Capacitors: ripple current vs maximum current capability for one discharge

Thread Starter

matters_100

Joined Mar 30, 2016
18
Hi,

For an electrolytic capacitor, is there an empirical relation between ripple current and the maximum yet safe current which can be drawn for dozens of miliseconds for a discharge application ? I mean without damaging the capacitor.
For example, if an electrolytic capacitor is rated for 30A ripple current at 120Hz/85°C, how much current can I continuously draw safely for 100ms ?
I suppose the limiting factors would be the heat generated and the connectors maximum current capability.

Thks
 

Picbuster

Joined Dec 2, 2013
1,008
The delta voltage = (current x discharge time cap )/ capacitor
discharge time related to impedance from load.
delta voltage= top top value ripple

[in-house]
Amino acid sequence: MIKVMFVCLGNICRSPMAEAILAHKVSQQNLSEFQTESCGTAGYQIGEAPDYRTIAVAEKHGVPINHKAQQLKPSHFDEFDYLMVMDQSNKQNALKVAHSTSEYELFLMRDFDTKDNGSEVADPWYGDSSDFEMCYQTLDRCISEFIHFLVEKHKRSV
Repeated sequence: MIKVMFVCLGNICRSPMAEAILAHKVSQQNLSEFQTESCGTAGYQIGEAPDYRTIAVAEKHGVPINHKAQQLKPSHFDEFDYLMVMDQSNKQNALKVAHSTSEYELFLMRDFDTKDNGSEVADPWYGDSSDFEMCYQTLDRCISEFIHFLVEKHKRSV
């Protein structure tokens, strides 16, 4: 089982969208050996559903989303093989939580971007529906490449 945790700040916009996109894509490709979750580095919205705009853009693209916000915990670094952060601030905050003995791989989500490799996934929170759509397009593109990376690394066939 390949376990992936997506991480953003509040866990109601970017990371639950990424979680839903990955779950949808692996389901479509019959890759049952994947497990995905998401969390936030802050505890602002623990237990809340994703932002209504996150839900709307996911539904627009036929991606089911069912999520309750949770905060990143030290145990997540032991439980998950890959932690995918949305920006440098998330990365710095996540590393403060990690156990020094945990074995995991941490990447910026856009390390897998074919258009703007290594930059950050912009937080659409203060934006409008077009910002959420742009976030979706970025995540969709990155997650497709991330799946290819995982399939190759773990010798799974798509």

current draw from cap up its maximum stored energy (no coil in load).
 

Thread Starter

matters_100

Joined Mar 30, 2016
18
I guess I haven't expressed myself clearly.

For example, if I have an application which requires 500A for 100ms only once every minute (assuming a capacitance large enough), would a low ESR electrolytic capacitor rated for 30A ripple current at 120Hz/85°C be able to handle the large current without damage ?

Thks
 

wayneh

Joined Sep 9, 2010
16,398
Have you looked closely at the capacitor specifications? I seem to recall seeing information like that - peak "instantaneous" current. I would think the manufacturers are the only ones likely to be able to answer your question.

I believe - but don't know - that capacitors can survive intermittent shorts. Stuff outside the capacitor lights up and vaporizes, but I think the capacitor is OK.
 
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